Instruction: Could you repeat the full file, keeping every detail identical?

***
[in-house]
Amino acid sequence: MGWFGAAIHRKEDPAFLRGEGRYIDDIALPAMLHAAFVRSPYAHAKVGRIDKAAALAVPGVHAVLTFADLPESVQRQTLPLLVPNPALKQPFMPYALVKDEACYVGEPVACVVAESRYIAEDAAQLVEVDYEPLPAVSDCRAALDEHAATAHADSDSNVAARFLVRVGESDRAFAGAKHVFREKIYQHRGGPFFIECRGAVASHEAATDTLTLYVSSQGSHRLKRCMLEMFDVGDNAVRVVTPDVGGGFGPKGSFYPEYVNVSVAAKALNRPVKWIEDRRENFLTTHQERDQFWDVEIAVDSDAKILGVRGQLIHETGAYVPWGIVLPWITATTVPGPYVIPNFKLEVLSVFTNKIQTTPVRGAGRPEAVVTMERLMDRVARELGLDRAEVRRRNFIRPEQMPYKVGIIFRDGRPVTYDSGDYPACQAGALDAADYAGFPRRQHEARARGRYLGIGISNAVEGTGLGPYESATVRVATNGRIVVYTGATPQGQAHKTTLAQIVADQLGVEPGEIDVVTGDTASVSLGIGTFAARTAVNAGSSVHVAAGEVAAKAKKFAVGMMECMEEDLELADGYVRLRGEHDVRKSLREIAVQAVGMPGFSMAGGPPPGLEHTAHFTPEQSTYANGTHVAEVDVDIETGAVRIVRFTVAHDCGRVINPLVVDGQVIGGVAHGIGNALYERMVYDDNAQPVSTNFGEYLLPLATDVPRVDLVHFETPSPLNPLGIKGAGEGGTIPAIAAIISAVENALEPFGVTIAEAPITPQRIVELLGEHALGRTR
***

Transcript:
[in-house]
Amino acid sequence: MGWFGAAIHRKEDPAFLRGEGRYIDDIALPAMLHAAFVRSPYAHAKVGRIDKAAALAVPGVHAVLTFADLPESVQRQTLPLLVPNPALKQPFMPYALVKDEACYVGEPVACVVAESRYIAEDAAQLVEVDYEPLPAVSDCRAALDEHAATAHADSDSNVAARFLVRVGESDRAFAGAKHVFREKIYQHRGGPFFIECRGAVASHEAATDTLTLYVSSQGSHRLKRCMLEMFDVGDNAVRVVTPDVGGGFGPKGSFYPEYVNVSVAAKALNRPVKWIEDRRENFLTTHQERDQFWDVEIAVDSDAKILGVRGQLIHETGAYVPWGIVLPWITATTVPGPYVIPNFKLEVLSVFTNKIQTTPVRGAGRPEAVVTMERLMDRVARELGLDRAEVRRRNFIRPEQMPYKVGIIFRDGRPVTYDSGDYPACQAGALDAADYAGFPRRQHEARARGRYLGIGISNAVEGTGLGPYESATVRVATNGRIVVYTGATPQGQAHKTTLAQIVADQLGVEPGEIDVVTGDTASVSLGIGTFAARTAVNAGSSVHVAAGEVAAKAKKFAVGMMECMEEDLELADGYVRLRGEHDVRKSLREIAVQAVGMPGFSMAGGPPPGLEHTAHFTPEQSTYANGTHVAEVDVDIETGAVRIVRFTVAHDCGRVINPLVVDGQVIGGVAHGIGNALYERMVYDDNAQPVSTNFGEYLLPLATDVPRVDLVHFETPSPLNPLGIKGAGEGGTIPAIAAIISAVENALEPFGVTIAEAPITPQRIVELLGEHALGRTR